Shark Week, television's most anticipated week of shark-filled television, kicked off this year on Sunday, June 26. A celebration of all things shark-related, this year's week delivers more hours of all-new, visually-stunning, and informative shark-filled specials than ever before.
Since the Discovery Channel audience is tech-savvy and forward-thinking, Discovery wanted to expand Shark Week's reach. To do this, Discovery decided to test the water with a Shark Week skill.
Given this was Discovery's first Alexa skill, they wanted to familiarize the team with Alexa skill development. Adam Zuckerman, Director of Ventures & Innovation at Discovery Channel, says, “The requirements for the Alexa skill were three-fold: 1) build an Alexa skill that the Discovery audience would find useful and informative 2) add a time-relevant component for Shark Week 3) remain relevant after Shark Week.”
With these requirements in mind, they built an Alexa skill with a real-time countdown timer and a voice activated “Sharkopedia” fact engine. The skill was a collaboration between Adam Zuckerman and Stephen Garlick, Lead Development and Operations Engineer at Discovery Channel.
See the skill in action by first enabling the skill via the Alexa app or simply saying, “Alexa, enable Shark Week skill.” Then say, “Alexa, ask Shark Week for a fact.”
Stay tuned for part two to learn how Discovery built and tested their Alexa skill and their tips for other Alexa developers.
Share other innovative ways you’re using Alexa in your life. Tweet us @alexadevs with hashtag #AlexaDevStory.
Imagine a group of you gather for an impromptu meeting, and Alexa not only tells you what conference rooms are available but also schedules the room of your choice. That’s the vision behind an Alexa skill in development at Beco (check out the proof-of-concept demo), and it demonstrates the enormous potential for Alexa to deliver new experiences, efficiencies, and value in the workplace.
The Beco skill is a location-aware office assistant that combines the natural ease of a voice user interface with the building intelligence of Beco. It’s a mobile platform that uses existing light fixtures to power low-cost iBeacons, a mobile SDK, and cloud services that enable enterprise systems. For clients across sectors, Beco provides indoor positioning, location analytics, and the ability to search for people and places in real time. Learn more about Beco (pronounced “Bee-Co”—and stands for “Be Connected”) here.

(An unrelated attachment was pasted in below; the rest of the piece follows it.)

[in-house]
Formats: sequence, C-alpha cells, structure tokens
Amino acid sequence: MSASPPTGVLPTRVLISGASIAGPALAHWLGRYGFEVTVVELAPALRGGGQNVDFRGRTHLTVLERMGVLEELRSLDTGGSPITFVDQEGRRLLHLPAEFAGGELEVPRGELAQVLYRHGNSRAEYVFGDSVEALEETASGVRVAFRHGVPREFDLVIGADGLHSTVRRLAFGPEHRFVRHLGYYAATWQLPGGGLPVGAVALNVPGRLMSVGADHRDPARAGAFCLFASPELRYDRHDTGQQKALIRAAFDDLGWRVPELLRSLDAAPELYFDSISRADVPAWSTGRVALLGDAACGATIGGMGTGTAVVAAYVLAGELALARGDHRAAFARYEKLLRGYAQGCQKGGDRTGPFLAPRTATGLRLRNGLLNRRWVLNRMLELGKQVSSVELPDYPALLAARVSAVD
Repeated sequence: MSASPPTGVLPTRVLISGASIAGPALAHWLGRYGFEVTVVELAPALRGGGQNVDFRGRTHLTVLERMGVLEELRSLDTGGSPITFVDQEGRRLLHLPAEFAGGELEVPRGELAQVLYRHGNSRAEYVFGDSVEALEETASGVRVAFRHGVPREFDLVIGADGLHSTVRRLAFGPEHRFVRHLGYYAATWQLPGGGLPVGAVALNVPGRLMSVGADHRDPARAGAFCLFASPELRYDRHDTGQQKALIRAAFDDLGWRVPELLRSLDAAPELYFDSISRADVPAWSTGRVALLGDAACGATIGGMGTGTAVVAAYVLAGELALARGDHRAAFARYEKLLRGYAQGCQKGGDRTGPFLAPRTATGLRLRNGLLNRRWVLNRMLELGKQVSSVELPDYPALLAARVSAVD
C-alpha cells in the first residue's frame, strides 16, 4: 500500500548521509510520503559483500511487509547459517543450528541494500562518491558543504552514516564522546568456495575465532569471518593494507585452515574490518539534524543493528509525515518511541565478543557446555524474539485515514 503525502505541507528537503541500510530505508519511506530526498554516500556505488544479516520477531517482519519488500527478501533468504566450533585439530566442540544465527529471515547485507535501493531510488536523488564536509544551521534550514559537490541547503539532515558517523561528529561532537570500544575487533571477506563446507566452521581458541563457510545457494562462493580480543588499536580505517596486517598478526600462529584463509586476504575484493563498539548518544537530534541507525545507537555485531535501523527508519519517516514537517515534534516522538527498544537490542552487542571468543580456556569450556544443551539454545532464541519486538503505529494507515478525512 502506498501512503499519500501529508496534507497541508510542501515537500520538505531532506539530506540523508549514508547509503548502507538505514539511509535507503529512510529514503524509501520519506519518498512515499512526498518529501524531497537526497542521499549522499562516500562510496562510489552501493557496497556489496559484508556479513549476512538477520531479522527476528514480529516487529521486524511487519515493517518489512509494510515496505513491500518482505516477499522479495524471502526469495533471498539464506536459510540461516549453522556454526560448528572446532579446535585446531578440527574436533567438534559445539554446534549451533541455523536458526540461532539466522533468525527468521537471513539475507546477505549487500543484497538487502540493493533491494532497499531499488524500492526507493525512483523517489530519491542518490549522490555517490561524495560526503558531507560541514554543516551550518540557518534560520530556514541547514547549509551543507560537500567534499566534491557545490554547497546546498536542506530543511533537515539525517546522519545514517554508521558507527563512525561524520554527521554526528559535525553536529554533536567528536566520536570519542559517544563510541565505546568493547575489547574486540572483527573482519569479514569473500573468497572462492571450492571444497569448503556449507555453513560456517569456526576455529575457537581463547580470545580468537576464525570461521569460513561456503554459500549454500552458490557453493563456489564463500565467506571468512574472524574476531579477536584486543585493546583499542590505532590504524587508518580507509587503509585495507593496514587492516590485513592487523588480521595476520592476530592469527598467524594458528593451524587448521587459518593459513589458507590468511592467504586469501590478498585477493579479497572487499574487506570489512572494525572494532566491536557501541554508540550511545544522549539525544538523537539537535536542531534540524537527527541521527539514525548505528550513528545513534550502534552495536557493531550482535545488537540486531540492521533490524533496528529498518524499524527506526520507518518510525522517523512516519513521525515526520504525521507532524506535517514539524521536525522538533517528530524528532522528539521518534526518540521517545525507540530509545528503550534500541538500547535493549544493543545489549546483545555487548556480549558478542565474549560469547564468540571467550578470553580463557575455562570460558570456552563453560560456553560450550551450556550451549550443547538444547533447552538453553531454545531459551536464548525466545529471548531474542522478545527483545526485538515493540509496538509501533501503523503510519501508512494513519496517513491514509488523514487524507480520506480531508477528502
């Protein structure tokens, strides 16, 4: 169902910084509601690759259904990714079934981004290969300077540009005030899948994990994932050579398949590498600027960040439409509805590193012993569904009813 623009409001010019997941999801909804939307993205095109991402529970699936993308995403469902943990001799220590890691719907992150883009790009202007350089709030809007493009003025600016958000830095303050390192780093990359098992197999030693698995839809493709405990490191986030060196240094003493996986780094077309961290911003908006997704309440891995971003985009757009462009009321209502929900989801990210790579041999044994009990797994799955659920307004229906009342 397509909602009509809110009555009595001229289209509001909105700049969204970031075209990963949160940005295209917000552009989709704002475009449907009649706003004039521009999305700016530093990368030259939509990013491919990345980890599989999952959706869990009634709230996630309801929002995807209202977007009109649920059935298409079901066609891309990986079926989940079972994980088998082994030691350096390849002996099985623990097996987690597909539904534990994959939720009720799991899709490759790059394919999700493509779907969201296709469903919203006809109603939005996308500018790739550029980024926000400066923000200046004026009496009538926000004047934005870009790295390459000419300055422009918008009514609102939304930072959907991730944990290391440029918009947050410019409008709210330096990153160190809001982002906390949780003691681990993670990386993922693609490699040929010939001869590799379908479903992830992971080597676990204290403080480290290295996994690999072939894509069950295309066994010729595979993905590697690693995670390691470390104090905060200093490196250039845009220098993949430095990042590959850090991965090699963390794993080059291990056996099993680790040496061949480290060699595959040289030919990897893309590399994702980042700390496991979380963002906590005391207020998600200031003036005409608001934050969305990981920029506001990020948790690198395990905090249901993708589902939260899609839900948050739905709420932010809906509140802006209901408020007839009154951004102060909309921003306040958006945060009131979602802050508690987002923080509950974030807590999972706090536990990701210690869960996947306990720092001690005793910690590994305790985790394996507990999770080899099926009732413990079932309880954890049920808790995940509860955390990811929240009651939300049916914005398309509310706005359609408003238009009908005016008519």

The Beco-Alexa skill communicates with a NodeJS application deployed on AWS Lambda. Given a query from Alexa, the NodeJS application maps a person’s name to an email address using a lookup table. Beco provides extensive People vs. Place vs. Time query functionality via a real-time Occupancy API. This RESTful web service allows introspection of a variety of hyper location data.
The skill requires the use of custom-slots in its intents, because people typically give numbers as ordinals (“the 16th floor”) rather than cardinals (“floor 16”). Following are the intents available now and some of their corresponding sample utterances.
Uses the “find by email address” endpoint to find the “Place” where the mobile device of the person-to-be-found is currently located, then speaks the name of the Place.
Uses the “what spaces are free/utilized” endpoint and speaks back the names of those free Places.
The Beco team envisions expanding Alexa integration to include these capabilities:[Read More]
Experienced Alexa developer Eric Olson (Galactoise in the Amazon developer forums) had a mission to determine whether or not you could really create a custom skill from scratch within 24 hours. Eric did it in less than 12—and did it well—on a weighted, random-number-generator skill called DiceBot that he developed using Alexa Skills Kit (ASK) and a Lambda proxy.
By day Eric is an engineer for Disney, but he and his friends at DERP Group also build things on their own for fun and profit. The dice-rolling DiceBot is their third Alexa skill, and Eric shares his experience about the process in this informative blog post. His vision was:
In DiceBot, you can invoke a different intent by changing the invocation phrase. For example, by prepending the word “me” to your dice-set description, you can tip DiceBot off to weight things a bit differently:
You can also append “for me” to the end of the dice set description to weight the rolls downward:
Read more about Eric's experience building DiceBot and give it a try yourself. Simply enable the Dicebot skill in the Alexa app and say one of these:
Share other innovative ways you’re using Alexa in your life. Tweet us @alexadevs with hashtag #AlexaDevStory.
On April 5, 2016, Amazon announced the Smart Home Skill API, the public, self-service version of the Alexa Lighting API, which was introduced as a beta in August 2015. As part of the beta program, we worked with a number of companies to gather developer feedback, while extending the Alexa smart home capabilities to work with their devices.
In 2015, the Alexa team wanted to make it fast and easy for developers to create skills that connect devices directly to our lighting and thermostat capabilities so that customers can control their lights, switches, smart plugs or thermostats—without lifting a finger. So they created a beta program to work with experts in thermostats and home comfort to gather developer feedback, while extending the Alexa smart home capabilities to work with their devices. That naturally led them to ecobee, creator of a smart thermostat that uses remote sensors to optimize the temperature in specific rooms. The engineers at ecobee jumped at the chance to help Amazon define the integration and product requirements for the new feature.